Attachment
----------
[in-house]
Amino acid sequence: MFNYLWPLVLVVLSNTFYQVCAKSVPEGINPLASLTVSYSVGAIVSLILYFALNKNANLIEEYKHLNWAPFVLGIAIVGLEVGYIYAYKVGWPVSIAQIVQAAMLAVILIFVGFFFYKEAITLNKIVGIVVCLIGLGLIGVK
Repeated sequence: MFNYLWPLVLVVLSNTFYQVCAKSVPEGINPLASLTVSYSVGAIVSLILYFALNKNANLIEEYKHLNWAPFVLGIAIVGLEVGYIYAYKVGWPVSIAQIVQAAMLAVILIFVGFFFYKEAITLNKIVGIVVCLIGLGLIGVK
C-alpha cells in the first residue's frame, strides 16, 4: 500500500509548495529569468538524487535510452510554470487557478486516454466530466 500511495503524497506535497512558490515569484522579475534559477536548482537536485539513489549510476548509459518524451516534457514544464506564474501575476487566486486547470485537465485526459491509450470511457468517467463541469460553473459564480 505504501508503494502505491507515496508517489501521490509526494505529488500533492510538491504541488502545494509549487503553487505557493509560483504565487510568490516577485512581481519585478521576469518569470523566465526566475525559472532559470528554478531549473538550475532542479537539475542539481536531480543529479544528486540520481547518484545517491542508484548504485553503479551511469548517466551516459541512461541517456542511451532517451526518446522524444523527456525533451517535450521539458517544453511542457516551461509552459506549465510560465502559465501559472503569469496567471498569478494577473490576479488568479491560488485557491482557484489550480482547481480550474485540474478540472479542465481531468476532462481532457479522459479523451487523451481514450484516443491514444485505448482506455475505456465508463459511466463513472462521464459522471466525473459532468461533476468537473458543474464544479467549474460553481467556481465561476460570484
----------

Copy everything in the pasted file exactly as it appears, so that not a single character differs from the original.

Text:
[in-house]
Amino acid sequence: MFNYLWPLVLVVLSNTFYQVCAKSVPEGINPLASLTVSYSVGAIVSLILYFALNKNANLIEEYKHLNWAPFVLGIAIVGLEVGYIYAYKVGWPVSIAQIVQAAMLAVILIFVGFFFYKEAITLNKIVGIVVCLIGLGLIGVK
Repeated sequence: MFNYLWPLVLVVLSNTFYQVCAKSVPEGINPLASLTVSYSVGAIVSLILYFALNKNANLIEEYKHLNWAPFVLGIAIVGLEVGYIYAYKVGWPVSIAQIVQAAMLAVILIFVGFFFYKEAITLNKIVGIVVCLIGLGLIGVK
C-alpha cells in the first residue's frame, strides 16, 4: 500500500509548495529569468538524487535510452510554470487557478486516454466530466 500511495503524497506535497512558490515569484522579475534559477536548482537536485539513489549510476548509459518524451516534457514544464506564474501575476487566486486547470485537465485526459491509450470511457468517467463541469460553473459564480 505504501508503494502505491507515496508517489501521490509526494505529488500533492510538491504541488502545494509549487503553487505557493509560483504565487510568490516577485512581481519585478521576469518569470523566465526566475525559472532559470528554478531549473538550475532542479537539475542539481536531480543529479544528486540520481547518484545517491542508484548504485553503479551511469548517466551516459541512461541517456542511451532517451526518446522524444523527456525533451517535450521539458517544453511542457516551461509552459506549465510560465502559465501559472503569469496567471498569478494577473490576479488568479491560488485557491482557484489550480482547481480550474485540474478540472479542465481531468476532462481532457479522459479523451487523451481514450484516443491514444485505448482506455475505456465508463459511466463513472462521464459522471466525473459532468461533476468537473458543474464544479467549474460553481467556481465561476460570484